Background: Plantar fasciitis (PF) is a common cause of heel pain. Among the several conservative treatment options, Extracorporeal Shock Wave Therapy (ESWT) is considered the standard treatment. However, recent studies suggest that PF may be sustained by a myofascial impairment proximal to the pain area with a biomechanical disequilibrium of the entire limb and pelvis. Aim of the study: By combining the concepts of Fascial Manipulation and ESWT, the purpose of this study was to evaluate the effectiveness of the ESWT on myofascial points in a sample of subjects with PF. Study design: Open label randomized controlled clinical trial. Setting: Outpatient clinic. Methods and population: Patients with PF were randomly assigned to an Experimental treatment Group (EG), treated with focused ESWT on myofascial points, and a Control Group (CG), treated with the focused ESWT traditional approach on the medial calcaneal tubercle. Every patient underwent a 3-session program and follow-up after 1 and 4 months. Outcome measures included the Foot and Ankle Outcome Score (FAOS) and the Italian Foot Functional Index (17-iFFI). Results: Thirty patients were enrolled in the study. Four patients of the CG dropped out the study, therefore twenty-six patients were included in the final analysis. Improvement in 17-iFFI and FAOS scores was observed in both groups starting from the third treatment and confirmed at the 1-month and 4-month follow-ups, with earlier improvement in the score values observed in the EG. Conclusions: ESWT on myofascial points could provide an interesting alternative with better outcomes in terms of time needed for recovery compared to traditional ESWT for the conservative management of PF.
Article
Resumen Objetivos Evaluar la eficacia de la electrólisis percutánea intratisular en pacientes con tendinopatía rotuliana. Estrategia de búsqueda Se realizó una búsqueda bibliográfica de artículos publicados hasta diciembre de 2019 en las siguientes bases de datos: Scopus, Web of Science, Elsevier, Science Direct, PEDro, PubMed, Cochrane Library y Google Académico. Selección de estudios Se seleccionaron 13 artículos, los cuales fueron evaluados mediante la escala Critical Review Form-Quantitative Studies y la Escala Oxford. Resultados Se seleccionaron 13 artículos con una muestra total de 438 sujetos y una media por encima de nueve en la Critical Review Form-Quantitative Studies. Tras revisar todos los estudios se puede observar cómo todos los pacientes mejoran tras la aplicación del tratamiento. Se observaron diferencias estadísticamente significativas (p < 0,05) o mejoras en la escala VISA-P, Blazina, medición basal, escala EVA y escala de Roles y Maudsley. El número de sesiones empleadas con electrólisis percutánea intratisular es inferior si se compara con otras técnicas con datos estadísticamente significativos entre grupos. Conclusiones La aplicación de la técnica electrólisis percutánea intratisular en pacientes con tendinopatía rotuliana parece ser eficaz con efectos positivos en cuanto a dolor y funcionalidad.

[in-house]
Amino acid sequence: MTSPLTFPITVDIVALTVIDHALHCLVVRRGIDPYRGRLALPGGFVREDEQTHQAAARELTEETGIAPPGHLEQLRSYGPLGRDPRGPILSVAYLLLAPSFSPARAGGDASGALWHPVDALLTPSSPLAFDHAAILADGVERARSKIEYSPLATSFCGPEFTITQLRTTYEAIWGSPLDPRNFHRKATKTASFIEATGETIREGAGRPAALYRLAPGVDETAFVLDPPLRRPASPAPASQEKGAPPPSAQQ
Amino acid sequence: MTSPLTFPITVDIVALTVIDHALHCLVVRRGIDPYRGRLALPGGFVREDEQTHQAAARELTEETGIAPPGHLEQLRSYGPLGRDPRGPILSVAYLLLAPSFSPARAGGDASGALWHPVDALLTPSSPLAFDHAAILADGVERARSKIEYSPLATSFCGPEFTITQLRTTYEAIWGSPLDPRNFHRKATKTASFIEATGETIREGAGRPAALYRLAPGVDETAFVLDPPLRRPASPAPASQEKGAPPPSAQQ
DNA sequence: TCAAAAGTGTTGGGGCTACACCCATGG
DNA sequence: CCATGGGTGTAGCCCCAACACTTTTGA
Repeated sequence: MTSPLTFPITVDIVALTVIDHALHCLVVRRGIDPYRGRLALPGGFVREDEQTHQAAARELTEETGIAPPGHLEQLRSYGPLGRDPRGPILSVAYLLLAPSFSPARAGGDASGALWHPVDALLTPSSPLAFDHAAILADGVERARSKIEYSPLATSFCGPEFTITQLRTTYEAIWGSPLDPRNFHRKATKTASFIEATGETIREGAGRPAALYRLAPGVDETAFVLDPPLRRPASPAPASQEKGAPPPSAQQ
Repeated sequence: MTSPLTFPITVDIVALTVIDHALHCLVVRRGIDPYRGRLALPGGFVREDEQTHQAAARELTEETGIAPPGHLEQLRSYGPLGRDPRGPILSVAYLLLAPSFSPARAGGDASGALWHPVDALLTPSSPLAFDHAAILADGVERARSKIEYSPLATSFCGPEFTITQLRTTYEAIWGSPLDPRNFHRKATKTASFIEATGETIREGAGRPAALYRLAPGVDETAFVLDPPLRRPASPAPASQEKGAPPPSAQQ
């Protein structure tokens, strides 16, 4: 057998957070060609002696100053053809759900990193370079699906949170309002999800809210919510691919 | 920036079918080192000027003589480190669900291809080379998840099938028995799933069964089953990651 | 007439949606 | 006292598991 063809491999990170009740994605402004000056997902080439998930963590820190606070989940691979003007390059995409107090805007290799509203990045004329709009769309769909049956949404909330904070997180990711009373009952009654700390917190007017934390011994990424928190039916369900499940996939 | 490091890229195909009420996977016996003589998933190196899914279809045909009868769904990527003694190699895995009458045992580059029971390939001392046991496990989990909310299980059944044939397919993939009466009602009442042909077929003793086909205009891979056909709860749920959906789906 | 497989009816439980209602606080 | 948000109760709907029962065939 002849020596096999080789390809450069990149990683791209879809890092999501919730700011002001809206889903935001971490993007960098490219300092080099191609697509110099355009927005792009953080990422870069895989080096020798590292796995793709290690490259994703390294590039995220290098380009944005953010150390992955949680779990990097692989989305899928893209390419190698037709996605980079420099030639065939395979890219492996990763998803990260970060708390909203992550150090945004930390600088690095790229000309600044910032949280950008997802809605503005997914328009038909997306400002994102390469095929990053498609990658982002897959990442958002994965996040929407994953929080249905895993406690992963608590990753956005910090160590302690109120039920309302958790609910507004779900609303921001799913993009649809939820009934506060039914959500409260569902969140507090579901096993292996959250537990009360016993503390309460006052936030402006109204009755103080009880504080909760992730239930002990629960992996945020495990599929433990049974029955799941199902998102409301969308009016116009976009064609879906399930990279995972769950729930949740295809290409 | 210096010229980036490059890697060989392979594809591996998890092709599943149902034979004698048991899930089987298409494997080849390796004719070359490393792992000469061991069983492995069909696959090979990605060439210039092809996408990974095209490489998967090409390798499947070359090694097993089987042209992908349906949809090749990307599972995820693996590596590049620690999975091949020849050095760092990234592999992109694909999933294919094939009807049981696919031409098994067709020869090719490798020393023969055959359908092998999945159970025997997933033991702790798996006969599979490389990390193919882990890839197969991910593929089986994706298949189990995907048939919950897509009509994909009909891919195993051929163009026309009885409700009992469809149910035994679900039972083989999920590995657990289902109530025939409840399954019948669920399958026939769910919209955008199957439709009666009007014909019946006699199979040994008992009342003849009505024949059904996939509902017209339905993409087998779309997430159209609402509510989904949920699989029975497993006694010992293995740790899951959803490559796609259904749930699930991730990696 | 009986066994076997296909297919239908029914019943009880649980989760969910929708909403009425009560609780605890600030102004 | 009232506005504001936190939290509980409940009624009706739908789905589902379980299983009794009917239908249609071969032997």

Article
Background: Plantar fasciitis is a common cause of heel pain. Monitoring therapy effects is challenging with conventional B-mode ultrasound. Shear wave elastography (SWE) provides important diagnostic information beyond B-mode, with typically lower tissue stiffness in symptomatic plantar fascia. Up to now little is known about SWE features for therapy monitoring in plantar fasciitis. We evaluated the clinical effects of a 3-month physical therapy based treatment and its influence on B-mode and SWE ultrasound findings in patients suffering from plantar fasciitis, correlating ultrasound findings to score-based symptom development. Methods: Prospective, IRB-approved clinical study in plantar fasciitis patients undergoing a 3-month physical therapy based treatment. Measurement time points were before (T0), after 1 (T1) and 3 (T2) months of treatment, consisting of clinical orthopedic (FFI, AOFAS-Score) and multimodal radiologic sonographic examinations (B-mode/SWE) using a high-resolution linear 18-MHz probe. Results: A total of 33 patients with 43 symptomatic plantar fascia were included. We found a significant (P<0.001) clinical score improvement (AOFAS +14, FFI-Pain -21, FFI-Function -18) between T0 and T2. Mean initial thickness (T0) of symptomatic plantar fascia was 4.2 (±1.2) mm, compared to 3.2 (±0.7) mm at the asymptomatic contralateral side (P<0.001). No significant thickness changes were seen at T1 (4.2±1.1 mm) and T2 (4.5±1.3 mm), even though clinical scores improved significantly. Mean initial stiffness (T0) of symptomatic plantar fascia was 59.57 (±43.3) kPa, compared to 83.23 (±47.3) kPa at the asymptomatic contralateral side (P<0.001). In contrast to B-mode ultrasound, SWE values increased significantly between T0 (59.6±43.3 kPa), T1 (82.6±47.3 kPa) and T2 (102.5±47.2 kPa) (P<0.001-0.009), with positive correlations for AOFAS/FFI-Pain/Function scores (r=0.285-0.473, P<0.001-0.002). Conclusions: A physical therapy based treatment relieves plantar fasciitis symptoms during a 3-month period. In line with symptom reduction, stiffness (Young's-moduli) of plantar fascia increased significantly, while B-mode ultrasound revealed no measurable changes during the healing process. Shear wave elastography was able to quantify plantar fascia pathologies and their recovery under therapy.